The C-Suite is made up of the people who make decisions for a company. They are usually high-ranking executives and board members, but sometimes they include other staff that have been given the power to work on specific projects or manage certain aspects of the business. Selling directly to executives is one of the most intimidating experiences in sales.
Many salespeople are great at dealing with lower or mid-level prospects, but flounder when it comes to the upper echelons of the corporate ladder. However, knowing how to successfully sell to the coveted C-Suite is also one of the highest ROI abilities you or your team can possess. And while these situations can be more high-stakes and stressful, the same basic sales abilities are still in play, with a few important adjustments. Read on to learn how to ace your next meeting with corporate executives.
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One of the keys to communicating with executives and selling to them is to show you are confident and comfortable around them. You have to feel that you belong in the room, and relate to them as easily as you would any other prospect. This is easier said than done, but there are several simple tricks that can help you feel more confident and relaxed, including practicing a quick round of power poses before your meeting or call, doing some breathing exercises, or just taking the time to arrive early and get comfortable and relaxed in your new surroundings if you are attending a meeting in their territory. Try to feel as if you are in your own living room.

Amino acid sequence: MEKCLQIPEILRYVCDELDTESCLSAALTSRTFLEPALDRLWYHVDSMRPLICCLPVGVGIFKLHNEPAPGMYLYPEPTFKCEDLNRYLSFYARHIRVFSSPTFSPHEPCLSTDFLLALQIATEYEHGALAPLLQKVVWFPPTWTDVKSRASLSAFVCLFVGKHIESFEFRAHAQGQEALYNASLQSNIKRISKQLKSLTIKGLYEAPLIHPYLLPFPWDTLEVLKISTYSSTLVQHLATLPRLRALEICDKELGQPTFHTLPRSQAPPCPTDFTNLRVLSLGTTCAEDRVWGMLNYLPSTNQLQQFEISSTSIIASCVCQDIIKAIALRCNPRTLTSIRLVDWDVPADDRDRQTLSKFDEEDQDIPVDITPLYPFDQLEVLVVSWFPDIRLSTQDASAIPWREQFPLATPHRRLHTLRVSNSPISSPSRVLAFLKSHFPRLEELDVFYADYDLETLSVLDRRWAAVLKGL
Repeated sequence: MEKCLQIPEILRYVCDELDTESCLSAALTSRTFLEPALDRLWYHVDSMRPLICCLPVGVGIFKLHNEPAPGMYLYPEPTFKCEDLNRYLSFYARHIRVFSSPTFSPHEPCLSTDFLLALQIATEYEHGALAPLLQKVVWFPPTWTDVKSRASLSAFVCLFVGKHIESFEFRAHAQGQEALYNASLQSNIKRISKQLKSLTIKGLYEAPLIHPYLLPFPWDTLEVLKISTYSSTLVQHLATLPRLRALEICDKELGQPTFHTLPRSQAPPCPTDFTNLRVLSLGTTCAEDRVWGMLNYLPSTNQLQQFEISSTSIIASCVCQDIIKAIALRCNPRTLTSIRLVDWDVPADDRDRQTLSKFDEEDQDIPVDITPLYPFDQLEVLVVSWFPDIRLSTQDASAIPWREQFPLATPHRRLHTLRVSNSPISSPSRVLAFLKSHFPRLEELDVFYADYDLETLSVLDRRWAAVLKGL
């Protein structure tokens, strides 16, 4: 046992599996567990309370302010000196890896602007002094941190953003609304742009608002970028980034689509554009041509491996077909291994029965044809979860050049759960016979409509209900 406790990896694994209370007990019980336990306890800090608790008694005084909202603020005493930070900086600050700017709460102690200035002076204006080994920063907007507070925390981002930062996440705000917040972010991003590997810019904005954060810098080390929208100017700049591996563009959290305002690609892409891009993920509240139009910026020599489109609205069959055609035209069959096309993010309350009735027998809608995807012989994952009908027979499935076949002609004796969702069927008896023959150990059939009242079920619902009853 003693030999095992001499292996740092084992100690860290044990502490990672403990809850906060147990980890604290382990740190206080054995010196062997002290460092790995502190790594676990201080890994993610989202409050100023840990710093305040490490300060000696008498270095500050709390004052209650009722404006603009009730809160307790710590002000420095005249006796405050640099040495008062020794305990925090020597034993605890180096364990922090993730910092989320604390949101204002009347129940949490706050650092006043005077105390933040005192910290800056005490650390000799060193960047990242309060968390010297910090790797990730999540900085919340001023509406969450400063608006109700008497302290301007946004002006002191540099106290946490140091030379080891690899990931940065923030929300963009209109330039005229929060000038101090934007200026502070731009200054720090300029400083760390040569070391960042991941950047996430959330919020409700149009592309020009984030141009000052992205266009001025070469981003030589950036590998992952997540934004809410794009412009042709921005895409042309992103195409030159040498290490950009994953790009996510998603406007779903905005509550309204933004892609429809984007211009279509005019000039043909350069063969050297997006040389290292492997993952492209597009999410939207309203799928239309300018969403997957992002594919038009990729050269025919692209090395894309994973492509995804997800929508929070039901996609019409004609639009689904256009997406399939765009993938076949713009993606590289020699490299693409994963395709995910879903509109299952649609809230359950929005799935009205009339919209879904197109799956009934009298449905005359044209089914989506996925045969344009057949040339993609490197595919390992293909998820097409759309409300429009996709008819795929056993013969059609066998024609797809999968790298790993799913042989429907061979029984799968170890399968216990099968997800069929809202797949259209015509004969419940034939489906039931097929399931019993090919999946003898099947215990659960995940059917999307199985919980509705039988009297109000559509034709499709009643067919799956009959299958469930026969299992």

Preparation is also crucial to achieving confidence. You should rehearse your pitch many times over, while also remembering to stay flexible and adjust it to the situation. The key is to balance this confidence and self-assuredness with a polite, respectful attitude. This also means being considerate and respectful of their time, as people in the C-Suite are almost invariably busy and pressed for time. Keep your pitches brief and to the point.
When it comes to executives, it is extremely important to ask effective discovery questions and be an active and engaged listener. The more you can get your prospects to share about their specific pain points and the vision they have for their company, the more you will be able to deliver what they are looking for. You can also demonstrate that you are attentive to their needs and listening closely rather than just trying to push your product, which your executives usually appreciate.
Cold calls or emails rarely work on the C Suite. Executives are usually very busy and often on the receiving end of requests and people clamoring for their time. In order to stand out from the crowds, you often need some kind of “in,” a recommendation or introduction from someone they trust. A great way to achieve this is by building a relationship with someone else in the organization, who has influence and access to the executives. If you can get them to put in a good word for you and arrange an introduction with executives at their company, you will get a far more favorable reception than if you made the initial contact yourself.